Active Shape Models-Their Training and Application
Model-based vision is firmly established as a robust approach to recognizing and locating known rigid objects in the presence of noise, clutter, and occlusion. It is more problematic to apply model based methods to images of objects whose appearance can vary, though a number of approaches based on the use of flexible templates have been proposed. The problem with existing methods is that they sacrifice model specificity in order to
accommodate variability, thereby compromising robustness during image interpretation. They argue that a model should only be able to deform in ways characteristic of the class of objects it represents. It describes a method for building models by learning patterns of variability from a training set of correctly annotated images. These models can be used for image search in an iterative refinement algorithm analogous to that employed by Active Contour Models The key difference is that our Active Shape Model (ASM) can only deform to fit the data in ways consistent with the training set.
They have described Point Distribution Models (PDMs)-statistical models of shape which can be constructed from training sets of correctly labeled images. A PDM represents an object as a set of labeled points, giving their mean positions and a small set of modes of variation which describe how the objects shape can change. Applying limits to the parameters of the model enforces global shape constraints ensuring that any new examples generated are similar to those in the training set. Given a set of shape parameters, an instance of the model can be calculated rapidly. The models are compact and are well suited to generate- and-test image search strategies. Active Shape Models (ASMs) exploit the linear formulation of PDMs in an iterative search procedure capable of rapidly locating the modeled structures in noisy, cluttered images even if they are partially occluded. Object identification and location are robust because the models are specific in the sense that instances are constrained to be similar to those in the training set.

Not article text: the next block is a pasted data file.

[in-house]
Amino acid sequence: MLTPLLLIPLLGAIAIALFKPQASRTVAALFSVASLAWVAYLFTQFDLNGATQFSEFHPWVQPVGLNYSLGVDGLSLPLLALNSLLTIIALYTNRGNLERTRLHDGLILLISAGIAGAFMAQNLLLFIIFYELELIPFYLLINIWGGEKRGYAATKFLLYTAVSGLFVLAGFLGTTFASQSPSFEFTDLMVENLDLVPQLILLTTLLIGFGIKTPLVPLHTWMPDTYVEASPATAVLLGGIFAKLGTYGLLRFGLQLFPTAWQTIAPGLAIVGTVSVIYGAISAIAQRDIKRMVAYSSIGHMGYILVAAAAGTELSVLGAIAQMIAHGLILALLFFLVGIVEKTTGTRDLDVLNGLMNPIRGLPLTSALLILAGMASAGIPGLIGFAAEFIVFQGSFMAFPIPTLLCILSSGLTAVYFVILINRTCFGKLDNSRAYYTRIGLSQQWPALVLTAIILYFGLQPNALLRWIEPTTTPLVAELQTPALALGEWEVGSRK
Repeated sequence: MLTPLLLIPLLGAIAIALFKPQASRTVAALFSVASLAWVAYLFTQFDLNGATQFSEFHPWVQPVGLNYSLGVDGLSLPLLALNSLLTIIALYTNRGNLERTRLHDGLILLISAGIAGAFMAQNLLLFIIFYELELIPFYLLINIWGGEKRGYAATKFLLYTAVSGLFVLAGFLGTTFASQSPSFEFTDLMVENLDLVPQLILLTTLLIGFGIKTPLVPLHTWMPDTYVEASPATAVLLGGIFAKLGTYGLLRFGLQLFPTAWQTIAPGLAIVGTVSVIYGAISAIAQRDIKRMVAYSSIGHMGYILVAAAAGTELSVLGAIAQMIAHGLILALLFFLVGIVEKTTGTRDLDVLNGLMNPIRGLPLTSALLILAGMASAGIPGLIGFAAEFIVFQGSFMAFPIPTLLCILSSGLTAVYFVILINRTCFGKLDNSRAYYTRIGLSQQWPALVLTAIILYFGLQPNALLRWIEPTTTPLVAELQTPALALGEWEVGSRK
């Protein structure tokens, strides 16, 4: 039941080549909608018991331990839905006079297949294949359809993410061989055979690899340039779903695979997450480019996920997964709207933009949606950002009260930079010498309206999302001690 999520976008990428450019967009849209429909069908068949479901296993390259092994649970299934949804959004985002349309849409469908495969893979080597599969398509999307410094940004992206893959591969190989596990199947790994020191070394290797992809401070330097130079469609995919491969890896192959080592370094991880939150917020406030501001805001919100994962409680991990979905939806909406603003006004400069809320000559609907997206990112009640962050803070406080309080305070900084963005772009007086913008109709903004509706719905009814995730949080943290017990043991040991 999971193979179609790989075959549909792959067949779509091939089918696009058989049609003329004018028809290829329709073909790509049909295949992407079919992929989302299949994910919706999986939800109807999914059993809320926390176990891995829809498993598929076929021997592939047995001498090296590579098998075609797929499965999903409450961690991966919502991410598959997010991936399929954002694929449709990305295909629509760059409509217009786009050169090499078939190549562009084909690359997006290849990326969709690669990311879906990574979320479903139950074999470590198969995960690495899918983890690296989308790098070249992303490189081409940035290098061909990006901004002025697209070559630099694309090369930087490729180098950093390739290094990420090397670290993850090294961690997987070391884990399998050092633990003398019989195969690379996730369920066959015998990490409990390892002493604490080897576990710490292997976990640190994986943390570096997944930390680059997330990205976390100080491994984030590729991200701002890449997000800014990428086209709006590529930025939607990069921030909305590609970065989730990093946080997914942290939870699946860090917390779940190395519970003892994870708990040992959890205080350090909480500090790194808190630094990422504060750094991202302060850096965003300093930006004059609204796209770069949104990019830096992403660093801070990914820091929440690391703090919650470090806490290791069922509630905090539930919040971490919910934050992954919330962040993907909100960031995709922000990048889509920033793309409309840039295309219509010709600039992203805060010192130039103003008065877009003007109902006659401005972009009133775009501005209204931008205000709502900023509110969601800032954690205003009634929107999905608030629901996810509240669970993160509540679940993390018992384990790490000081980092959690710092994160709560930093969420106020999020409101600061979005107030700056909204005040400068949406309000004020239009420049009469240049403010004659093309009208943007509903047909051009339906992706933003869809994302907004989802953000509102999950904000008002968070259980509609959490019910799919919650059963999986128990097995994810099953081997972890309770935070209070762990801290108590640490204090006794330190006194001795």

Facial Action Coding System(FACS
The Facial Expression Coding System (FACES) was developed as a less
time consuming alternative to measuring facial expression that is aligned with dimensional models of emotion. The system provides information about the frequency, intensity, valence, and duration of facial expressions. The selection of the variables included in the system was based on theory and previous empirical studies. Adopting the descriptive style of Ekman and similar to the work of Notarious and Levenson (1979), an expression is defined as any change in the face from a neutral display (i.e., no expression) to a non-neutral display and back to a neutral display.
When this activity occurs, a frequency count of expressions is initiated. Next, coders rate the valence (positive or negative) and the intensity of each expression detected. Notice that this is quite different from assigning an emotion term to each expression. While FACES requires coders to decide whether an expression is positive or negative, it does not require the application of specific labels. That is, judgments about emotion, in this case whether an expression is positive or negative, are made by persons who are considered to be familiar with emotion in a particular culture. In addition to valence and intensity, coders also record the duration of the expression.
They have developed Facial Action Coding System for facial expressions based on discrete emotions specifically designed to measure human muscle movements. They first measure only two facial expressions such as anger or happiness. Most of the discrete emotions are designed to measure only basic emotions. They achieved how to identify human facial expresion with the FACS model. But, this approach fails to expose all human facial movements. This approach is inconsistent to measure the facial dimensions. In future they would like to
present all human face expressions and rigid head movements.